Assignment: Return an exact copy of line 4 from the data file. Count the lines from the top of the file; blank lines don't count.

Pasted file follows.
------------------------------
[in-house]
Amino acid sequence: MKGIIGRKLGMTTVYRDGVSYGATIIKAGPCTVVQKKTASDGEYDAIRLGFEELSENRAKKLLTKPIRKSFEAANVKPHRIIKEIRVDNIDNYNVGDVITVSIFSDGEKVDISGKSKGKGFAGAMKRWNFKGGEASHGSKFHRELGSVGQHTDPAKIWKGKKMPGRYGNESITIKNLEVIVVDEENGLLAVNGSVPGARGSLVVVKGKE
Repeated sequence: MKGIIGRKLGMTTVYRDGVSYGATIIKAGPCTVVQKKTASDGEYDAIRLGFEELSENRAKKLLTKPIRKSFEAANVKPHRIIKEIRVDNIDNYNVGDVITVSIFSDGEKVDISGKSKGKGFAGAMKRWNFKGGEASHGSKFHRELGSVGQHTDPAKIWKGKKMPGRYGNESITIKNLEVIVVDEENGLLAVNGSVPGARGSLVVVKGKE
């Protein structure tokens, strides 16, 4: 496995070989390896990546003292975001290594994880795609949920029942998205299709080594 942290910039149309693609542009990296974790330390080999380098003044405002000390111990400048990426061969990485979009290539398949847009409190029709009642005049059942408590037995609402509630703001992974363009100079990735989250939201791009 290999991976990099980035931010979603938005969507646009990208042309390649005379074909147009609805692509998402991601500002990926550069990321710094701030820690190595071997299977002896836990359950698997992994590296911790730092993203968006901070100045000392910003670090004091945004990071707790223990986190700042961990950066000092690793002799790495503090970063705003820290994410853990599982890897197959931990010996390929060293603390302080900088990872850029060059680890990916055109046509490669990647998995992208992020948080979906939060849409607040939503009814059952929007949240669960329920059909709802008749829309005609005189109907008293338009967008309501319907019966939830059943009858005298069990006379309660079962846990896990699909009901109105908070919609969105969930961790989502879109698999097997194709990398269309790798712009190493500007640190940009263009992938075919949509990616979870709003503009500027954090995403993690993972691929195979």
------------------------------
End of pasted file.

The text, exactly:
């Protein structure tokens, strides 16, 4: 496995070989390896990546003292975001290594994880795609949920029942998205299709080594 942290910039149309693609542009990296974790330390080999380098003044405002000390111990400048990426061969990485979009290539398949847009409190029709009642005049059942408590037995609402509630703001992974363009100079990735989250939201791009 290999991976990099980035931010979603938005969507646009990208042309390649005379074909147009609805692509998402991601500002990926550069990321710094701030820690190595071997299977002896836990359950698997992994590296911790730092993203968006901070100045000392910003670090004091945004990071707790223990986190700042961990950066000092690793002799790495503090970063705003820290994410853990599982890897197959931990010996390929060293603390302080900088990872850029060059680890990916055109046509490669990647998995992208992020948080979906939060849409607040939503009814059952929007949240669960329920059909709802008749829309005609005189109907008293338009967008309501319907019966939830059943009858005298069990006379309660079962846990896990699909009901109105908070919609969105969930961790989502879109698999097997194709990398269309790798712009190493500007640190940009263009992938075919949509990616979870709003503009500027954090995403993690993972691929195979």